6. Playmates Toys Role-Playing Starfleet Communicator, Tricorder, and Phaser

I cheated with this entry because there are actually 3 separate items here, but I couldn’t decide which one I wanted most. Short of spending a large amount for prop replicas, I’d rather own these toys.

Design-wise, I think they look terrible. They don’t look like they were designed by the same person. The chrome phaser looks kind of gaudy.

It would be great to see kids playing outdoors with these toys. They really should market a Velcro belt so that these items can be worn by the kids.

5. Playmates Toys U.S.S. Enterprise Transporter Room

For all the aspiring doctors and nurses, I wish they would market a sickbay play set. At least engineers will have this transporter room to play with.

When the Next Generation was popular, Playmates released a U.S.S. Enterprise 1701-D transporter room play set. I bought one of those. It had a cool beam-out and beam-in feature with sliding controls and sound effects. (Yes, the visual effect was achieved through mirrors.)

4. Playmates Toys U.S.S. Enterprise Bridge

Even though I agree with the people who have negatively compared the new bridge design with a “fluorescent hospital” or “Apple Store”, I need to have this play set. These are the types of things that I always imagined “rich” people’s kids possess. My rationale for having this is that I like architecture and miniatures.

Do I even have to say that I won’t be “playing” with this item? Are there adults out there that still play with dolls? I mean like actually create pretend scenarios and move their dolls about. I suppose adults in role-playing groups are doing a similar thing, but dressing themselves up instead of dolls. Is that any less strange?

Along with the transporter room play set, I have the Playmates bridge play set for the Next Generation’s Enterprise 1701-D. (How many of you can proudly say that?) It has a light up view-screen showing a Romulan ship. It has sliding doors. It has sound effects. Yeah, it’s pretty cool. I also have an engineering room play set, complete with warp core, which connects to the bridge. And there were plans for making other connecting play sets, but I guess the Next Generation play sets didn’t sell very well. I’m glad the toy people are trying again with this latest Star Trek movie.

3. Mattel Barbies

Okay, I admit that I played with dolls, um, I mean action figures, when I was a youngster. I didn’t have a real Hasbro G.I. Joe, but a knockoff that had a face vaguely resembling a Chinese person. My G.I. Joe didn’t have much articulation. It didn’t have a beard or any special ability like a Kung Fu chop or grip. My mom would make clothes for my G.I. Joe, but nothing resembling military fatigues. She made a blue Navy uniform with one of those wallet-like hats, a brown suit for shore-leave I suppose, and flannel pajamas. I think my G.I. Joe was a metro-sexual. I remember using Kleenex boxes as military vehicles. Just like real-life, my soldier had to improvise.

I have the Star Trek Barbie and Ken figures that came out (no pun intended) over a decade ago. And no, I have not removed them from their box to check if they’re anatomically correct.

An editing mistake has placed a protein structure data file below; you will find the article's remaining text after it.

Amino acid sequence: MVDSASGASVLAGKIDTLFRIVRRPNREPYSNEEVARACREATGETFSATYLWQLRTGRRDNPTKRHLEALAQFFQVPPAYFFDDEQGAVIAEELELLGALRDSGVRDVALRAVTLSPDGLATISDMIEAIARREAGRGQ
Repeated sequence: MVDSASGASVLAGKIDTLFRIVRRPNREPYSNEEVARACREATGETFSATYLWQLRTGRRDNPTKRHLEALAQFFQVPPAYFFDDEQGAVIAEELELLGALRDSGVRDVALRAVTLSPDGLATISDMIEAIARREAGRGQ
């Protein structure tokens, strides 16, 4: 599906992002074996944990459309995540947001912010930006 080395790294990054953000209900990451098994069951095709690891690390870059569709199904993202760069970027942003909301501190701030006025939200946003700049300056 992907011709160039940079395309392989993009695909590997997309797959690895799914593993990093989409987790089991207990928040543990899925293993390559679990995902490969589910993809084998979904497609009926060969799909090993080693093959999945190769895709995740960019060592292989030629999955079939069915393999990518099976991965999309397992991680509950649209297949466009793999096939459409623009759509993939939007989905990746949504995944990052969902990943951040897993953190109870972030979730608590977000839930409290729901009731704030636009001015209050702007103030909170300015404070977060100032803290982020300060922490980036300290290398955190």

2. RoomMates Wall Murals

I’m not sure how easy these wall murals go up or if they can be taken down without damaging them. Since RoomMates is the largest manufacturer of decorative peel-and-stick products in the world, maybe the wall murals will be peel-and-stick as well? Am I being naïve? Has wallpaper technology advanced since the days of applying wallpaper paste? Anyway, I’m not sure if I’d actually put this up on a wall after I bought it.

There will be two sizes available: full wall sized (9 feet by 15 feet for $249), and a smaller version that omits the bottom chair rail (6 feet by 10 feet for $149). Hmm… I hadn’t considered that a wall mural would be that expensive.

I’m in an ongoing process right now of converting my Star Trek room back into a baby room. Not that I’m expecting a baby, but because it was a baby room when I bought the house. In the baby room, there’s still a painted wall mural of a teddy bear in a sleeping gown, and stars with faces. I had hung Star Trek posters over it. Maybe in my mid-life crisis, I’ll decide to convert the baby room back into a Star Trek room and cover up the teddy bear with the Star Trek bridge!

(BTW, Henrik, they haven’t forgotten about you. A wall mural for the Next Generation is being planned, but if you want a wall sized peel and stick version of Picard, you’ll have to write them and let them know.)

1. Genki Wear Fragrances

There was cologne included in a cheap Star Trek First Contact travel set, but a company has never marketed any real Star Trek fragrances before. I happen to have that travel set, but I have never opened the cologne to smell it. I imagine it might all be evaporated by now since I don’t expect it was sealed all that well. It would be a hassle for me to pull it out right now. It’s in an unmarked container somewhere. Imagine the warehouse at the ending of Raiders of the Lost Ark albeit on a somewhat smaller scale.

For 2009, Genki Wear is planning on releasing three fragrances named “Tiberius”, “Red Shirt”, and “Ponn Farr”. In case you’re not aware, Tiberius is the name of Captain Kirk’s counterpart in the Mirror Universe, red shirt refers to the crew members who would die in many episodes (note the tag line on the box), and Ponn Farr is the Vulcan mating ritual. Genki Wear has noted that these fragrances are on par with fragrances by Chanel and Cartier. Ponn Farr is a perfume and the other two are colognes. I think that means that Ponn Farr is for women and the other two are for guys.